So I sat there, in the counselor’s office, (that did not have the stereotypical leather couch I’d anticipated) with my mouth hanging open in disbelief thinking; “What the hell is going on? A diagnosis?” Before that day when I received my diagnosis of bipolar disorder I thought I probably just needed to stop drinking and partying so much and start making wiser choices.
I had never heard of bipolar disorder.
I was acting out, a nineteen-year-old rebelling against her parents and drinking an absurd amount of alcohol. I felt dead on the inside, but at the same time, I was overwhelmed with feelings of depression. Looking back, life was full of mixed episodes consisting of impulsive spending, grandiose thoughts as well as depression with suicidal thoughts that were mentally and emotionally crippling. Several times I thought about [a supposed] relief that I thought could find by driving my car off the road, into a ditch or into a wall. I shudder at that memory now. Even with all those feelings, at that time, I was still uneducated about bipolar disorder and unable to identify what was going on with myself. Education was, AND IS still so critical. For patients, for family members, for everyone. Just everyone. With education of the ins and outs and the specifics of the illness, as a bipolar patient, I came to recognize my feelings and identify them for what they were. I knew when I was depressed, I knew when I was manic and I came to know what was everything in between. When that is possible, you can work with your doctor and therapist so much deeper and further in treatment. Again, I say, if the statistics are true and it’s possible that every family is affected by some form of mental illness, then I say EVERYONE needs to get educated to some extent or another. Enough education to know that a) mental illness is REAL and b) there IS help out there.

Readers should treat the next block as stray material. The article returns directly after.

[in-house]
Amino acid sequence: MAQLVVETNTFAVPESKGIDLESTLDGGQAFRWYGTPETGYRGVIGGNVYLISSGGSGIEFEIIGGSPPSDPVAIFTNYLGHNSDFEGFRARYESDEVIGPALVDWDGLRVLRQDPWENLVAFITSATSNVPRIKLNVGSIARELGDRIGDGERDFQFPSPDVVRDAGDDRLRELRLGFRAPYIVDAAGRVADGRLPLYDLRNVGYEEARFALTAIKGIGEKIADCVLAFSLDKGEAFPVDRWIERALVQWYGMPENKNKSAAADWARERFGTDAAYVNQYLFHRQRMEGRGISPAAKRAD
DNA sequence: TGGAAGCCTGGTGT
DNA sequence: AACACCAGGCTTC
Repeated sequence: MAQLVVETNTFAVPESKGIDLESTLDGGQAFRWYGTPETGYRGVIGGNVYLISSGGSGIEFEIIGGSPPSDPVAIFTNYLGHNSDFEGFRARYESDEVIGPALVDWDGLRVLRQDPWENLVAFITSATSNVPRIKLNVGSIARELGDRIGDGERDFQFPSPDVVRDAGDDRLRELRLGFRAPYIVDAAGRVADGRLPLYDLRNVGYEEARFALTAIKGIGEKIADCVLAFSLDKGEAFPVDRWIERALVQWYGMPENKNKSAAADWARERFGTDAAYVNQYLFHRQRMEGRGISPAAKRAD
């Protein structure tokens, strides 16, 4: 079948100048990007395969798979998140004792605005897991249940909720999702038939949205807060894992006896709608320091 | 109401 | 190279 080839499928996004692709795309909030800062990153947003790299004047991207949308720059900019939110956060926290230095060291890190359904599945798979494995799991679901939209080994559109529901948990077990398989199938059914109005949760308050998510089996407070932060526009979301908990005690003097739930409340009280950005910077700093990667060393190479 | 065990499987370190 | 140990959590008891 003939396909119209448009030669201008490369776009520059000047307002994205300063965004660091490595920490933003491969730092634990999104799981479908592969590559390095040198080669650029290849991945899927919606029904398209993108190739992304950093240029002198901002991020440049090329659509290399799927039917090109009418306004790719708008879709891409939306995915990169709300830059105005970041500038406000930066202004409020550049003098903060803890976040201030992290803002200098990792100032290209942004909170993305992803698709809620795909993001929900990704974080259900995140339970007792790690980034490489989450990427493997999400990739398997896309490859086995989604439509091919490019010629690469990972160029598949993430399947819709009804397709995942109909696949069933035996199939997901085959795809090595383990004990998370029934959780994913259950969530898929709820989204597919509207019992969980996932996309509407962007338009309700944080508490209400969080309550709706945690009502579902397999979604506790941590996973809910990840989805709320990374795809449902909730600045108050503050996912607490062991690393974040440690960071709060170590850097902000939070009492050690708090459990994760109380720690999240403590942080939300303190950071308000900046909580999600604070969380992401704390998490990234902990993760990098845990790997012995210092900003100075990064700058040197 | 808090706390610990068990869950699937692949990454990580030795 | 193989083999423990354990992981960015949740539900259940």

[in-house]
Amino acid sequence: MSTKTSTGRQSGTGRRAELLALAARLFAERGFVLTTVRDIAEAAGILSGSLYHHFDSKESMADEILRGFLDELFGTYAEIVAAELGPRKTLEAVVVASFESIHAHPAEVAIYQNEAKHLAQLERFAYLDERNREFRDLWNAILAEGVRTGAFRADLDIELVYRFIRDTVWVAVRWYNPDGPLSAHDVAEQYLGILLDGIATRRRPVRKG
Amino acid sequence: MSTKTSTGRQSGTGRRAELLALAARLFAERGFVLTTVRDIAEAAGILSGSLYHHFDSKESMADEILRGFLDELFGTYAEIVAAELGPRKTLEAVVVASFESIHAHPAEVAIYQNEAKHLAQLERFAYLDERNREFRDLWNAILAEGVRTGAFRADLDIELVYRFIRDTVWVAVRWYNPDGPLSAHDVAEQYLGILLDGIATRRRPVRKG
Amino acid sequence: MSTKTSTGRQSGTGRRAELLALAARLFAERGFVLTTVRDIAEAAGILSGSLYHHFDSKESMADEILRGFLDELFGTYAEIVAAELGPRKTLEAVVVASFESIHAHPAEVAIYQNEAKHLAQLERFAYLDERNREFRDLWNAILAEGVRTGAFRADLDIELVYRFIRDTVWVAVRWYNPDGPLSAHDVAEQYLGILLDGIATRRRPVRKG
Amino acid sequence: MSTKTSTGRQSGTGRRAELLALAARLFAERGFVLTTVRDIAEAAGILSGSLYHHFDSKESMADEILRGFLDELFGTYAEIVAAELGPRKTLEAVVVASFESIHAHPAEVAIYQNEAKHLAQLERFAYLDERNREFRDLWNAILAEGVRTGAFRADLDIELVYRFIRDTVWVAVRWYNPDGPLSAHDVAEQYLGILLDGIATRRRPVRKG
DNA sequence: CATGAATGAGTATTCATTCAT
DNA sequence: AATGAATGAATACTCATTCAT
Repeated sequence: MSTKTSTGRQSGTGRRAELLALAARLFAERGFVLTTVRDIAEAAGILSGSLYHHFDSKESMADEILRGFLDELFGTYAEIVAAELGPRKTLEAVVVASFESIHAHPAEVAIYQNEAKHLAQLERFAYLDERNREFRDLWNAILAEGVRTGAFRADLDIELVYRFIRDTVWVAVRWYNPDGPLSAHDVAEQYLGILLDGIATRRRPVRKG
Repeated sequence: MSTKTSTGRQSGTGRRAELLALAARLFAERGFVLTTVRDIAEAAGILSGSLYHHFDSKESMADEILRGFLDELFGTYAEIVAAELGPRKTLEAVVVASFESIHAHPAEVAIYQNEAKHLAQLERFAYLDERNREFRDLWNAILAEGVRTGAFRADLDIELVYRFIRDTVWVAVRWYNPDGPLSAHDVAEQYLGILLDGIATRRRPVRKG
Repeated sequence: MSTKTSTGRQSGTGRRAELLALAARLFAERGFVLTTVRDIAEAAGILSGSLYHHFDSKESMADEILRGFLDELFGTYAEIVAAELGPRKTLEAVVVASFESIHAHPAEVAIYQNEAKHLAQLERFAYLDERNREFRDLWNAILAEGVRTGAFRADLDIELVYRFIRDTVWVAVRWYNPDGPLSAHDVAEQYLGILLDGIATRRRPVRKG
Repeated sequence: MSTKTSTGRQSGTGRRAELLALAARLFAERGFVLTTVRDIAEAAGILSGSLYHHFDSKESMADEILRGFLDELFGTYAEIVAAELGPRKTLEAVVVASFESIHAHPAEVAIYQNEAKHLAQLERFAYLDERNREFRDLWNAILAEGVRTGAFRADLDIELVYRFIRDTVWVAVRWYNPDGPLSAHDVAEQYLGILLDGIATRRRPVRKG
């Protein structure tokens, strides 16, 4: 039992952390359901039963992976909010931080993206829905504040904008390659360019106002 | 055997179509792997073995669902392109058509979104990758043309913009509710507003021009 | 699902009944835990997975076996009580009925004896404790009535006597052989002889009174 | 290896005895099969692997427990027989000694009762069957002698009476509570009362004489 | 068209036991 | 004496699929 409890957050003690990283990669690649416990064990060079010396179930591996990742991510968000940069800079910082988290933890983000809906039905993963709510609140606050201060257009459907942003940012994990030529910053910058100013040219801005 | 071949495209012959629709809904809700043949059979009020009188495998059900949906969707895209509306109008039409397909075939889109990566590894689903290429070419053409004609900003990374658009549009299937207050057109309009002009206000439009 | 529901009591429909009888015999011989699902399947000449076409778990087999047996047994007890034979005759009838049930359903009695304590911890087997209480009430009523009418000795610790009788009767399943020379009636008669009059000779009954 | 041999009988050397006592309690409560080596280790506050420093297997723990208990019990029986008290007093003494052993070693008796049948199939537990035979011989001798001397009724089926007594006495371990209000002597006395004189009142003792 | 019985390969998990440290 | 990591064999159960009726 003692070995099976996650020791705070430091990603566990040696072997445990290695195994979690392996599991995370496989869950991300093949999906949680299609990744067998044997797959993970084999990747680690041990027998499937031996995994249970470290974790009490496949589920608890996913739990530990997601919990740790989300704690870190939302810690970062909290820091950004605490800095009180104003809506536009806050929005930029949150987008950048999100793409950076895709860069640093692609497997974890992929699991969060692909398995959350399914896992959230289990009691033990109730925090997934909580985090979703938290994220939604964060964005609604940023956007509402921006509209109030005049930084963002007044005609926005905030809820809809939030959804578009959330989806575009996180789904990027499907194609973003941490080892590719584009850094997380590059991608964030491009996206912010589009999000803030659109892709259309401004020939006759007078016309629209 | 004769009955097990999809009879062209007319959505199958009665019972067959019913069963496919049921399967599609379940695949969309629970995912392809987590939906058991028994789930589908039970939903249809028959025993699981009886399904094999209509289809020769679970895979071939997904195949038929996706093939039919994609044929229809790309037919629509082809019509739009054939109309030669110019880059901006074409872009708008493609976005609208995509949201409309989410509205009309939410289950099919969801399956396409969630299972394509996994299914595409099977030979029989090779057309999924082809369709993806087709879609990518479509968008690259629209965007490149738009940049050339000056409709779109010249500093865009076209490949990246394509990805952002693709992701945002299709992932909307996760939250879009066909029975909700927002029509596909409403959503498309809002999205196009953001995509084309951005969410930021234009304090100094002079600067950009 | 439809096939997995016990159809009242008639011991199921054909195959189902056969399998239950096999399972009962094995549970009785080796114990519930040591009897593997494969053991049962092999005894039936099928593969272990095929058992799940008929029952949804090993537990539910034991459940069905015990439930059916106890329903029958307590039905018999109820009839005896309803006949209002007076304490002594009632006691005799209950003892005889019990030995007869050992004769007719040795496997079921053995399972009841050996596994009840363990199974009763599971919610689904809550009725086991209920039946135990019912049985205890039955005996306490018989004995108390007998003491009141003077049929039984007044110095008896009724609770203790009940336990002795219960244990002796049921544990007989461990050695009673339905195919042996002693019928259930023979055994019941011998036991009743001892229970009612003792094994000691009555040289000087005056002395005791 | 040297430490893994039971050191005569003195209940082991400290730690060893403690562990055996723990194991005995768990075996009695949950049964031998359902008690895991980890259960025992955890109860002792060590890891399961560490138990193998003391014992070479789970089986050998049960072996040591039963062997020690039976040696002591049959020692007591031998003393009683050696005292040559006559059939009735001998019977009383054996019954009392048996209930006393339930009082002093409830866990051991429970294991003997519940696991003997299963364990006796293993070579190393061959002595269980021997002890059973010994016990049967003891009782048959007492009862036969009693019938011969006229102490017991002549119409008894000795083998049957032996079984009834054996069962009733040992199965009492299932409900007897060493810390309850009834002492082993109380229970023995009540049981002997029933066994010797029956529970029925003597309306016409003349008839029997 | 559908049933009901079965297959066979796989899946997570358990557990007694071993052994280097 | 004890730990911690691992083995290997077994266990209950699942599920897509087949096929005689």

Learning typical aspects or symptoms of bipolar disorder also made me feel so much better. It gave me such relief and it helped me know someone else, somewhere, had felt like this too and it was encouraging to know I wasn’t the only one. I attended bipolar support groups occasionally, but every now and then I found myself caring too much about other people’s problems when I needed to focus on my own. But, more often than not, it was encouraging to know we were in this battle together.
It was probably the hardest time in my life. Therapy sessions with my counselor, psychiatric appointments, group therapy and hospitalizations made for an incredibly intense and exhausting couple of years. Not only was I dealing with the disorder itself, but working so hard to “fix myself”. The order of events of my life from age eighteen to about twenty-three (give or take) is very hazy and sometimes I have trouble recalling things in chronological order. Recently, I told my psychiatrist this and he said it’s very common. I didn’t know it was common, so I asked him what causes that, and he kind of snorted and said “repression, probably.” I didn’t ask him to elaborate. I get it. The memories of that period of life are sad, literally depressing and I have a lot of embarrassment over it. There are some things I won’t share, but to some extent it’s because I can’t. Because I don’t remember, and it’s such a blessing.